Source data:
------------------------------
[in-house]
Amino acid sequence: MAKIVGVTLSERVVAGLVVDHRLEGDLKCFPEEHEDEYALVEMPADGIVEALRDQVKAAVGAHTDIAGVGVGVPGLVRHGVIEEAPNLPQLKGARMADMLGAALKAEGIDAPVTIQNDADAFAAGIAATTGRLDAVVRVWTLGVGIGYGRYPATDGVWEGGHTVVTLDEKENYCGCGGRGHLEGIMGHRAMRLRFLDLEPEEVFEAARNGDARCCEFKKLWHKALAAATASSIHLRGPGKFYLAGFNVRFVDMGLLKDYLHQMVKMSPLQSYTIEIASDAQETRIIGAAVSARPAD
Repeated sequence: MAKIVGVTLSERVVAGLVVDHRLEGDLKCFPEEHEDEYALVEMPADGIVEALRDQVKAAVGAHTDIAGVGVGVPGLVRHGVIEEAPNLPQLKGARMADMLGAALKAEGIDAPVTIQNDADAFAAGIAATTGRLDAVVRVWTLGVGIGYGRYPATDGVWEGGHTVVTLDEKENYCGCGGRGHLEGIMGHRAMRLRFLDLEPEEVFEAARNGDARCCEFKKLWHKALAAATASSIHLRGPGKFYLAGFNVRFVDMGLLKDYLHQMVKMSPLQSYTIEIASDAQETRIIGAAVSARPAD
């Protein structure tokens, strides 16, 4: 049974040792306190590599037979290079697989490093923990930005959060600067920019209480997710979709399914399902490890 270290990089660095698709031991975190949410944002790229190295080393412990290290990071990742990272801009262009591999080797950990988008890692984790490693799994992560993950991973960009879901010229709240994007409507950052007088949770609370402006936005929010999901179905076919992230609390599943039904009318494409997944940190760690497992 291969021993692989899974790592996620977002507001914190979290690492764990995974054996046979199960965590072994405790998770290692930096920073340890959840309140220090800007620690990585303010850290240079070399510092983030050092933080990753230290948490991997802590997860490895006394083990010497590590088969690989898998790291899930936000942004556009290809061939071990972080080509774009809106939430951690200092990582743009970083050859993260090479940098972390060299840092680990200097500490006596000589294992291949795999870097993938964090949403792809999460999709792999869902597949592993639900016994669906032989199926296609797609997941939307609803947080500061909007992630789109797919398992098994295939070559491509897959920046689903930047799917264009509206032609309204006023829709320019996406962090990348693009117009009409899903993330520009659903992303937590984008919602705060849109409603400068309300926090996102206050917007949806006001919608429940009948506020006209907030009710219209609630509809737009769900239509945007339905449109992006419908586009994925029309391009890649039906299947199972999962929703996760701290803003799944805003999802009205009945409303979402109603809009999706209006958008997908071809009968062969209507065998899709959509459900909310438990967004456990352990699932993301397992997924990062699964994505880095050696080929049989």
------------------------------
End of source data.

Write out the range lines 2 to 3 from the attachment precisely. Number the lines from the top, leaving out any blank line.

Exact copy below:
Amino acid sequence: MAKIVGVTLSERVVAGLVVDHRLEGDLKCFPEEHEDEYALVEMPADGIVEALRDQVKAAVGAHTDIAGVGVGVPGLVRHGVIEEAPNLPQLKGARMADMLGAALKAEGIDAPVTIQNDADAFAAGIAATTGRLDAVVRVWTLGVGIGYGRYPATDGVWEGGHTVVTLDEKENYCGCGGRGHLEGIMGHRAMRLRFLDLEPEEVFEAARNGDARCCEFKKLWHKALAAATASSIHLRGPGKFYLAGFNVRFVDMGLLKDYLHQMVKMSPLQSYTIEIASDAQETRIIGAAVSARPAD
Repeated sequence: MAKIVGVTLSERVVAGLVVDHRLEGDLKCFPEEHEDEYALVEMPADGIVEALRDQVKAAVGAHTDIAGVGVGVPGLVRHGVIEEAPNLPQLKGARMADMLGAALKAEGIDAPVTIQNDADAFAAGIAATTGRLDAVVRVWTLGVGIGYGRYPATDGVWEGGHTVVTLDEKENYCGCGGRGHLEGIMGHRAMRLRFLDLEPEEVFEAARNGDARCCEFKKLWHKALAAATASSIHLRGPGKFYLAGFNVRFVDMGLLKDYLHQMVKMSPLQSYTIEIASDAQETRIIGAAVSARPAD